The Conservatives did not fail because they were seen as high-minded metropolitans, but because they were too redolent of the same old Tories. They had changed too little, not too much. The people who should have been vindicated by 2010 were the modernisers. But their chronic passivity, their lordly distaste for a fight, has allowed a misremembered version of that election to become the definitive history. This is undermining Mr Cameron and shaping a future in which only the ideologically orthodox can lead the Tories.

That is indeed the “high-quality journalism” that the FT prudently reminds low-life, thieving types (like Malcolm, shamelessly ripping of those extracts) needs paying for. [Again, for the record, Malcolm happily pays for the print edition, especially at weekends, if only to pre-empt what he knows the Sundays will regurgitate as original thought.]

Two small details (1):

Those televised debates (and Cameron’s foolish participation in televised debates that he flunked) really screwed up the opinion polls. In a different context (to which we may come in a moment), Malcolm was reviewing just how the 2010 polling went. The answer is not very well:

2010 polling

Got that? The main impact of the televised debates was to flatter the LibDem vote by anything between 3% and 6% (which amounts to gross “data artifact“), while under-rating Tory support just slightly, and Labour’s quite significantly. One might feel that Cameron & co. have been blinded by those errors ever since.

Two small details (2):

On their perception of the election result, and of the “reliability” of the LibDems, the Cameron & co. “modernisers” entered their Mephistophelean pact with Clegg & co. — two capitalist combines monopolising the market for their short-term profit. Let’s have another 18th-century great intellect’s view on that:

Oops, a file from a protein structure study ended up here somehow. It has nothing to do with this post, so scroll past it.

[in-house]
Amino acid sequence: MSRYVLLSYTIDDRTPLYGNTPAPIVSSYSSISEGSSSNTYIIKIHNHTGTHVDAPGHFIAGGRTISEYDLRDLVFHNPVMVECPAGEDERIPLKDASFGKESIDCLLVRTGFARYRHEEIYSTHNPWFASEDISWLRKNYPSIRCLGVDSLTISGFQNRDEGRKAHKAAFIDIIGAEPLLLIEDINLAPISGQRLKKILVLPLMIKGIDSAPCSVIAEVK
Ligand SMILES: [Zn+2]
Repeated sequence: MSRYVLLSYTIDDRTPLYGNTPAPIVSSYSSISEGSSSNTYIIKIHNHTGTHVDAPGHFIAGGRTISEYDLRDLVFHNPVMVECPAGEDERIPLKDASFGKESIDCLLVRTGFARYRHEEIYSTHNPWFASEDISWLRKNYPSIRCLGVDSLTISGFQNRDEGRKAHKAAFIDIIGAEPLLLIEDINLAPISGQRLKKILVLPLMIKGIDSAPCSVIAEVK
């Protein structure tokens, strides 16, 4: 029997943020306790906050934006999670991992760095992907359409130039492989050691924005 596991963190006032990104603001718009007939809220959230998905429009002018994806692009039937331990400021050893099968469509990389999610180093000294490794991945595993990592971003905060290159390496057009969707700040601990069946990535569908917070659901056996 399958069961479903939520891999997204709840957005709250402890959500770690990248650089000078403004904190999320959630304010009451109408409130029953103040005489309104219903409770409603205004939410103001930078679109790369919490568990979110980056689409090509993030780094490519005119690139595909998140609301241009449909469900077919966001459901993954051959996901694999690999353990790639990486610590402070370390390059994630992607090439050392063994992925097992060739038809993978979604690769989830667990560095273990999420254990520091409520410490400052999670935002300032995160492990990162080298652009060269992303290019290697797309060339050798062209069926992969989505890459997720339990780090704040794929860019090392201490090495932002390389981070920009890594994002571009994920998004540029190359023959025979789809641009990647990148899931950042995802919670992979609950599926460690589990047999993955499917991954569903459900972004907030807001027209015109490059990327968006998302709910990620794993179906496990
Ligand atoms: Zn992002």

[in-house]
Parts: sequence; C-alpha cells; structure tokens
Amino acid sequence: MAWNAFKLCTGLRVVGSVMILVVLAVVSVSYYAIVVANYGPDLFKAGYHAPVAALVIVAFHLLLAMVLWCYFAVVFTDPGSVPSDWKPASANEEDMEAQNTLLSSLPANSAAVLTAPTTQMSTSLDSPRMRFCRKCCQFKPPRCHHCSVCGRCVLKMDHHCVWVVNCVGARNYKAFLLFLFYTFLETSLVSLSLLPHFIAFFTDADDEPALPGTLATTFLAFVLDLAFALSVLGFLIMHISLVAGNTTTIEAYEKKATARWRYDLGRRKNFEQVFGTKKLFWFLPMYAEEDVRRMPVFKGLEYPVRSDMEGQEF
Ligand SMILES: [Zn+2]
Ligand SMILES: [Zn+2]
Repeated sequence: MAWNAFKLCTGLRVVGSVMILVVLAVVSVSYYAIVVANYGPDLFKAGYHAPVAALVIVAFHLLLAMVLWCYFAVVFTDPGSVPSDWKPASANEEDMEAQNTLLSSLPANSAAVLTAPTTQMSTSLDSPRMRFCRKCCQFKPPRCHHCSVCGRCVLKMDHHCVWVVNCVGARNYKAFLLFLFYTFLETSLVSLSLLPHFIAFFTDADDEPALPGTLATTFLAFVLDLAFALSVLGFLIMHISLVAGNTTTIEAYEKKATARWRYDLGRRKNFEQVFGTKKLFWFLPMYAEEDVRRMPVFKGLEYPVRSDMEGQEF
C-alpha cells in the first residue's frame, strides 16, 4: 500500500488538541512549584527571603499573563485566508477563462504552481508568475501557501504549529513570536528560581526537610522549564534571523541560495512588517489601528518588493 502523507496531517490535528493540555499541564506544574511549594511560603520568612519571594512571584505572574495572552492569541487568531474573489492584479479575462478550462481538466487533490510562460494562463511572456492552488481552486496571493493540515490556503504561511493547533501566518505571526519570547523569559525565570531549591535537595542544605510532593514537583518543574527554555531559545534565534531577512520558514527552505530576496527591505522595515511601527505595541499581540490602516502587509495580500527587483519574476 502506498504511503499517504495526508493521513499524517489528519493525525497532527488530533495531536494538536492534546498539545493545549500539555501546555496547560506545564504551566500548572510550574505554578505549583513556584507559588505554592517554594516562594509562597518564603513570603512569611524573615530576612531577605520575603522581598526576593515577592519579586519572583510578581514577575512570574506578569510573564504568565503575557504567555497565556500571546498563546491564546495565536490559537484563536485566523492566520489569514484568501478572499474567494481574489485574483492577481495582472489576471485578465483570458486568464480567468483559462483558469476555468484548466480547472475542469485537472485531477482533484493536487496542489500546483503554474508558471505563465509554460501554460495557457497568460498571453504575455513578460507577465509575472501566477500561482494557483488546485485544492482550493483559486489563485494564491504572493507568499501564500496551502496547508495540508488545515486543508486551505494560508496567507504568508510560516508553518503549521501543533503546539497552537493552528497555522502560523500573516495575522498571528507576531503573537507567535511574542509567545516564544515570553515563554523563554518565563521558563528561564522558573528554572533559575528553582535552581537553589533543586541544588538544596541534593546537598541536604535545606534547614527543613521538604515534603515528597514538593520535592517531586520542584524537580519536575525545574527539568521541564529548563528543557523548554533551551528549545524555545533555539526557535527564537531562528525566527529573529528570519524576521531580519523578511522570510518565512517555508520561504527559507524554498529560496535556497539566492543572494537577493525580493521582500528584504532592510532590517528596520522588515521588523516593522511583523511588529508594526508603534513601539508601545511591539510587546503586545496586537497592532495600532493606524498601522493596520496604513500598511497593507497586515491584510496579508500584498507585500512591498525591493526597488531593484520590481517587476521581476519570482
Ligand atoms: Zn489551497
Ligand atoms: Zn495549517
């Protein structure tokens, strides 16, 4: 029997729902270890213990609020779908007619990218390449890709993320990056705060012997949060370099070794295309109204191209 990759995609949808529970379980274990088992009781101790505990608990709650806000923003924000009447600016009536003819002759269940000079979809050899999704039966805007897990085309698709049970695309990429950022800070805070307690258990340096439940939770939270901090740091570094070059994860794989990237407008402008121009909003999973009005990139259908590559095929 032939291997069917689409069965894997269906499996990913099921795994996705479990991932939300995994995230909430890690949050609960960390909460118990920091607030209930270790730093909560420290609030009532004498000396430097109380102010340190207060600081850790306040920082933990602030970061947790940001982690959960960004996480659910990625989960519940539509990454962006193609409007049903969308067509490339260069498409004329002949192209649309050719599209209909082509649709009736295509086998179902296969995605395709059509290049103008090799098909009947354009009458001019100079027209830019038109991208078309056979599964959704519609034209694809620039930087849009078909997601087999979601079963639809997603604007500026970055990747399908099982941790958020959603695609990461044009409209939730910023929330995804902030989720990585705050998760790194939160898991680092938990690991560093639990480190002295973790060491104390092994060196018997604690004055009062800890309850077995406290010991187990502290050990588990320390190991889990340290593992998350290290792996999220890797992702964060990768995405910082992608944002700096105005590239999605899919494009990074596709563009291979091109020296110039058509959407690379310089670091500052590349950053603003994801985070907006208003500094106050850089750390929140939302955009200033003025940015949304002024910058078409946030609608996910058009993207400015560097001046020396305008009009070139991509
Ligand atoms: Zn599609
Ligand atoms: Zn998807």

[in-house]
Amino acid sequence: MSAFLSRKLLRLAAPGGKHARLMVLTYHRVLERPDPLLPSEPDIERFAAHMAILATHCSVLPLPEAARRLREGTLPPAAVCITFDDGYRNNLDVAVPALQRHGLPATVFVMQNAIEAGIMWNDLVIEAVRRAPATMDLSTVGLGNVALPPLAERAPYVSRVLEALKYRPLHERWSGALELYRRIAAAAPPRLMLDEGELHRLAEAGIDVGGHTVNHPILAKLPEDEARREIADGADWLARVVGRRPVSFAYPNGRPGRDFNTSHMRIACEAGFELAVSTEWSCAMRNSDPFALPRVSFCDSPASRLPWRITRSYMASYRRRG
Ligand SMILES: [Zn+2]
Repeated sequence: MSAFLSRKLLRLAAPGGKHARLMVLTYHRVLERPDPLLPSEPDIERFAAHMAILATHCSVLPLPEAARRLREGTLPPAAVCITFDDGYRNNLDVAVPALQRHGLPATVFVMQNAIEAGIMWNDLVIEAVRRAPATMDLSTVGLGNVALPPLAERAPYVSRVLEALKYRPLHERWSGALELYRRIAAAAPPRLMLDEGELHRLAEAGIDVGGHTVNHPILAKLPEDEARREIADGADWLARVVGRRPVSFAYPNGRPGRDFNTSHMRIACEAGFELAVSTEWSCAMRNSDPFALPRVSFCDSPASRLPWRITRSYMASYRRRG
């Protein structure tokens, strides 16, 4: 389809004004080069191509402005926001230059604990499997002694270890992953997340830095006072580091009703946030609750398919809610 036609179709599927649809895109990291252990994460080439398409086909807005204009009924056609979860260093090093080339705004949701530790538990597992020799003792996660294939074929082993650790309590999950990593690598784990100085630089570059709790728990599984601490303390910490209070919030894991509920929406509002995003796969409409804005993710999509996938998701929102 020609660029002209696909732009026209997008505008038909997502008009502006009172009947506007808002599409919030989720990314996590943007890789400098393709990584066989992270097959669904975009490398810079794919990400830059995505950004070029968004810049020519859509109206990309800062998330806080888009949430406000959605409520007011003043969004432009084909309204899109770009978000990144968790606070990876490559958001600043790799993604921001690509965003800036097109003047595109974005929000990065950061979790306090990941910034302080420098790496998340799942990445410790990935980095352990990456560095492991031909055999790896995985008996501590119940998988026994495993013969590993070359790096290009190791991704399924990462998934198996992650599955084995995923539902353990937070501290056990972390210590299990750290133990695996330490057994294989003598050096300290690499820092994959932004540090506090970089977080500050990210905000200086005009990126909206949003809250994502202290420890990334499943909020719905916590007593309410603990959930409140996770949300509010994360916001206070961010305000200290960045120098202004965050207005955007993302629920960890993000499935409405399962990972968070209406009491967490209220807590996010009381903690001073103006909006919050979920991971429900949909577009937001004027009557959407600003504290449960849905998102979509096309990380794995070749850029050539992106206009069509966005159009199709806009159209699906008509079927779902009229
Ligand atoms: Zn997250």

People of the same trade seldom meet together, even for merriment and diversion, but the conversation ends in a conspiracy against the public, or in some contrivance to raise prices. It is impossible indeed to prevent such meetings, by any law which either could be executed, or would be consistent with liberty and justice. But though the law cannot hinder people of the same trade from sometimes assembling together, it ought to do nothing to facilitate such assemblies; much less to render them necessary.

Adam Smith, Wealth of Nations (see page 111 in this e-text)

An alternative history

Wind back to Friday, 7th May, 2010, with the last of the 649 results coming in (the 650th, a safe Tory seat — Thirsk and Malton, was delayed by the death of a candidate). This is what we saw:

  • Tories: 305 (and bound to be 306);
  • Labour: 258, plus Caroline Lucas, the Green for Brighton Pavilion, and Sylvia Herman, likely to attend infrequently but then vote with Labour (so call it around 260);
  • Lib Dems: 57, plus Naomi Long for Alliance in East Belfast (so 58 at a pinch);
  • DUP: 8;
  • SNP: 6;
  • SDLP, Plaid Cymru: 3 apiece.

The Speaker is neutral, though votes for the government in a tie, and Sinn Féin are non-attenders (so, n=650-6). A cynical calculation is the cash-strapped sand bruised Labour and LibDem contingents aren’t too keen on a quick re-run; but, more to the point, there are at least a score of odds-and-sods turkeys there who can’t afford to vote for Christmas (sayn n=650-26). The most basic “working majority” would be, in practice, well short of the nominal 326 (the calculation above suggests 312 at most)— and Dave’s Tories are within a spit of just that.

So, in the short term, Dave’s Tories could talk the talk, cobble a “confidence and supply” arrangement with even the DUP (306+8=314), and walk the walk through until a second election in the autumn. By which moment Tory coffers, uniquely among the main operators, would be topped up by the grateful and expectant clique of bond-traders and hedge-funders.

A second election, please note, that could have been contrived by losing a vote of confidence on some populist issue (immigration?). A second election, too, in which the Tory economic record would be buffed up by the tail-end of Alistair Darling’s economics (it was only in the autumn of 2010, thanks to Osborne’s austerity, that the UK economy went into flat-lining).